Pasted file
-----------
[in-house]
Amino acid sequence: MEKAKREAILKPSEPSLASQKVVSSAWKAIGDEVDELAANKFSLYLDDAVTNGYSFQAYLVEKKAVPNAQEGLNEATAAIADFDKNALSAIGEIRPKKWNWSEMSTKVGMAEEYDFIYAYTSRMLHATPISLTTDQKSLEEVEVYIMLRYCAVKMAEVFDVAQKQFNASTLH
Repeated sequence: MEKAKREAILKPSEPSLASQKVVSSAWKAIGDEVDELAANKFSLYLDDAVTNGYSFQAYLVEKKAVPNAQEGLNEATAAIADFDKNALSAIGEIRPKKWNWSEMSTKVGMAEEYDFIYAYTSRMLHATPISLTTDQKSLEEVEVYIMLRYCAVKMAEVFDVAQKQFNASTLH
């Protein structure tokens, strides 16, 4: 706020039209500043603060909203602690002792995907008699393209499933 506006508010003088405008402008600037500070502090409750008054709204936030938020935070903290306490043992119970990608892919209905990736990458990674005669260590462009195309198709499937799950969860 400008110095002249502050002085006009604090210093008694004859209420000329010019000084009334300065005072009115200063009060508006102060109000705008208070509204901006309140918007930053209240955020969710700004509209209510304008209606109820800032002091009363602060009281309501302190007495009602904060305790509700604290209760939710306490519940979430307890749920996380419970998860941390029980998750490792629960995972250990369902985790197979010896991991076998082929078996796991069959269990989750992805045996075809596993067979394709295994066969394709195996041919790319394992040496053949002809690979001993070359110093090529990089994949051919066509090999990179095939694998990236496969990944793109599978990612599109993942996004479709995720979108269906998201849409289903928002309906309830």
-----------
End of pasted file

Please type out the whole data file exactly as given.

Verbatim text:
[in-house]
Amino acid sequence: MEKAKREAILKPSEPSLASQKVVSSAWKAIGDEVDELAANKFSLYLDDAVTNGYSFQAYLVEKKAVPNAQEGLNEATAAIADFDKNALSAIGEIRPKKWNWSEMSTKVGMAEEYDFIYAYTSRMLHATPISLTTDQKSLEEVEVYIMLRYCAVKMAEVFDVAQKQFNASTLH
Repeated sequence: MEKAKREAILKPSEPSLASQKVVSSAWKAIGDEVDELAANKFSLYLDDAVTNGYSFQAYLVEKKAVPNAQEGLNEATAAIADFDKNALSAIGEIRPKKWNWSEMSTKVGMAEEYDFIYAYTSRMLHATPISLTTDQKSLEEVEVYIMLRYCAVKMAEVFDVAQKQFNASTLH
């Protein structure tokens, strides 16, 4: 706020039209500043603060909203602690002792995907008699393209499933 506006508010003088405008402008600037500070502090409750008054709204936030938020935070903290306490043992119970990608892919209905990736990458990674005669260590462009195309198709499937799950969860 400008110095002249502050002085006009604090210093008694004859209420000329010019000084009334300065005072009115200063009060508006102060109000705008208070509204901006309140918007930053209240955020969710700004509209209510304008209606109820800032002091009363602060009281309501302190007495009602904060305790509700604290209760939710306490519940979430307890749920996380419970998860941390029980998750490792629960995972250990369902985790197979010896991991076998082929078996796991069959269990989750992805045996075809596993067979394709295994066969394709195996041919790319394992040496053949002809690979001993070359110093090529990089994949051919066509090999990179095939694998990236496969990944793109599978990612599109993942996004479709995720979108269906998201849409289903928002309906309830």